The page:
Although many institutions would like to improve operating room (OR) efficiency, a University of Colorado School of Medicine research team his taken it one step further by documenting the details of their case-start and turnover delays. As their study revealed, improving efficiencies can only lead to financial benefits when health care professionals across a range of specialties work together.
“With the aid of our technology department, we modified our electronic medical record with an electronic anesthesia record that included a delay-tracking system within each patient’s record,” said Matthew W. Victor, MD, assistant professor of anesthesiology at the research institution, in Aurora, Colo. “That was implemented in 2011, but I realized that nobody had mined the data. So, I wanted to dig deeper and see what the data would show.”
Delay codes were entered into the record by in-room anesthesia providers as part of their documentation flow. Patients not in the OR by 7:30 a.m. (8:30 a.m. on Mondays) or case turnovers exceeding 30 minutes were considered delays. Delay codes were broadly classified as anesthesia, surgery, nursing, patient or system delays. Further refinement is allowed within each classification, as multiple delay codes can be entered for each case.
Oftentimes Not the Anesthesiologist’s Fault
Dr. Victor and his colleagues analyzed data from 15,532 cases performed at the institution’s main ORs between September 2011 and December 2014. They found that clinicians documented a variety of reasons for delays, the most common of which was nursing—“OR not ready for patient”—which accounted for 13.2% of surgical cases involving delays.
This was followed by surgery—“notes, consent, patient marking not complete”—which comprised 7.0% of cases involving delays. The third most common delay was again nursing related—“pre-op prep (IVs, meds, etc.)”—accounting for 6.8% of delayed cases.
The seven remaining most common reasons for delays were:
- surgeons running two rooms;
- regional block/line placement;
- patient arrived late;
- transport delay;
- last case ended early;
- family religion, et cetera; and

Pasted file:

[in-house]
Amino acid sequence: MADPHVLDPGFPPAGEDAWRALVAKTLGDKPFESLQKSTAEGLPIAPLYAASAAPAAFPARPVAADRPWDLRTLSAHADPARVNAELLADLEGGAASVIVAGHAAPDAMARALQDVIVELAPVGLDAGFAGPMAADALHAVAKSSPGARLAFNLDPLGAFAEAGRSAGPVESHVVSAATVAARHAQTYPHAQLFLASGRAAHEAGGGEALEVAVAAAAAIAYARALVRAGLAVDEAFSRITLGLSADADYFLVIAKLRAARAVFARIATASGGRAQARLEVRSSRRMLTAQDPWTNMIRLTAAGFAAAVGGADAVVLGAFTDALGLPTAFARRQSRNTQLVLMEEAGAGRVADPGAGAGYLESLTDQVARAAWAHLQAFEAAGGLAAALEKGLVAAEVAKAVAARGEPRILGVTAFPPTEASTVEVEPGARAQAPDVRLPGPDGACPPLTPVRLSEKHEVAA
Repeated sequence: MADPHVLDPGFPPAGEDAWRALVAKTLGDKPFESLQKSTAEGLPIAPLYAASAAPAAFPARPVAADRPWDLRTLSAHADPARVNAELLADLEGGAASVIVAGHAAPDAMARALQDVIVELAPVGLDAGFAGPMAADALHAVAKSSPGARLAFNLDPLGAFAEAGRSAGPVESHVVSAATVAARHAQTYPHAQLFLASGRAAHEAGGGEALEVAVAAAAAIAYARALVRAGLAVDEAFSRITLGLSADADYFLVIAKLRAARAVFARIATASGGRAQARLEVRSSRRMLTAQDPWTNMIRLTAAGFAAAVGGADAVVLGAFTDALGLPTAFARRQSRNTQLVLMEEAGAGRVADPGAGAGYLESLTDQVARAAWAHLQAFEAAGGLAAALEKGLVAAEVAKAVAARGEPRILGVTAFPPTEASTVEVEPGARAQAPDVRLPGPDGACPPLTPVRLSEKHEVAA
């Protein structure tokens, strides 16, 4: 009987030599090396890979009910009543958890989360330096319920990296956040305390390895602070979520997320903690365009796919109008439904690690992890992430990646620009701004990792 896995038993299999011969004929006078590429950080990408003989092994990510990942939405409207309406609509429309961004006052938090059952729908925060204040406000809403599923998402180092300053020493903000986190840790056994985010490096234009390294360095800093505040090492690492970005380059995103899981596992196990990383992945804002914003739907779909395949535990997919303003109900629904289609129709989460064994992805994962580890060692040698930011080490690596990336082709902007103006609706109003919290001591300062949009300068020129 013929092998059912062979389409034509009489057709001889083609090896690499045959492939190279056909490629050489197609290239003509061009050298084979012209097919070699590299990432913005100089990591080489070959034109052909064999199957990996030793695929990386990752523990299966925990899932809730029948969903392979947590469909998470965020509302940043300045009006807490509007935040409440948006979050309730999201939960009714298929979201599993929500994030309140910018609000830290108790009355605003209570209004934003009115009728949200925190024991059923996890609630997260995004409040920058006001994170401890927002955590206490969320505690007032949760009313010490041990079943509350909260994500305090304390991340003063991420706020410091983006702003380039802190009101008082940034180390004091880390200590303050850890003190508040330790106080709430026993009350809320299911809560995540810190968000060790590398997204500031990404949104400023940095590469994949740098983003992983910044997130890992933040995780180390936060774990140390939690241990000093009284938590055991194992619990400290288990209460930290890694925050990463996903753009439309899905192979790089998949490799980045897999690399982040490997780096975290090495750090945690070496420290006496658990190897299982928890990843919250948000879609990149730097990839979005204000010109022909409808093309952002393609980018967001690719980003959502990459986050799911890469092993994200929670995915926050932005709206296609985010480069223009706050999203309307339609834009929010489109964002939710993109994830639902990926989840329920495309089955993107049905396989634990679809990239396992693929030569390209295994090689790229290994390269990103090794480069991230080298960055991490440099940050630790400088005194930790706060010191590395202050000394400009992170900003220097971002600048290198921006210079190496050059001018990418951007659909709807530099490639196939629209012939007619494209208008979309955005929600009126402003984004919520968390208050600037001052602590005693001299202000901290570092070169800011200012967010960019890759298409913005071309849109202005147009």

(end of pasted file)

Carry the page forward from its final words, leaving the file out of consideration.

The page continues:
- surgeon unavailable.
“Anesthesia often gets blamed for delayed starts, but the reality is that’s not the case,” Dr. Victor discussed at the 2015 annual meeting of the American Society of Anesthesiologists (abstract A1161). “Interestingly, of the top 10 reasons for delays, anesthesia was only implicated in one. We are a teaching institution, so regional anesthesia—particularly epidural placement—tends to be the one we struggle with the most, and that accounted for about 5.7% of the cases that had delays.”
As Dr. Victor explained, identifying delays might give clinicians and institutions the opportunity to achieve greater OR efficiency by identifying areas with the greatest room for improvement. Documenting delays has a natural place within the anesthetic record portion of the electronic medical record. “We’re perfectly positioned for that, because we sit in the preoperative area and wait for the room to be ready; we make sure the patient’s ready. So, we know specifically what’s going on. So, when the anesthesia provider walks into the room, identifying delays is just another part of their natural workflow.”
While implementing the automated system has eliminated the ambiguity of determining whether a delay has, indeed, occurred, the institution has taken its analysis one step further. It now emails daily OR efficiency reports to relevant personnel.
However, as much as a system such as this may help improve OR efficiency, the session’s moderators pointed out that it’s a far cry from the bottom line of saving money.
“With all of this work that we do on quality improvement and improved efficiency, ultimately the question becomes how your hospital funds its workers for their time,” said Satya Krishna Ramachandran, MD, assistant professor of anesthesiology at the University of Michigan Health System, in Ann Arbor. “Because if you’re saving a total of six hours and it doesn’t translate to a savings at the hospital level, is it really worth it?”
“Studies have shown that improving turnover times don’t necessarily allow for the addition of another case at the end of the day,” Dr. Victor replied. “But if you think about the people who work within the hospital, a lot of them are on an hourly wage. And if you can show six hours of savings, that’s six hours of operating room personnel that you don’t have to pay for.”
“At my institution we have 54 ORs that run every day, of which 18 to 22 run past 5:00,” said co-moderator Aalok V. Agarwala, MD, MBA, assistant division chief for general surgery anesthesia at Massachusetts General Hospital, in Boston. “If we can save enough time that you can get some of those done before 5:00, then we’re not paying overtime. If there’s a financial benefit, that’s where it lies. If a room is going to finish at 4:15 and now it finishes at 4:00, it doesn’t matter if staff are paid until 5:00 anyway.”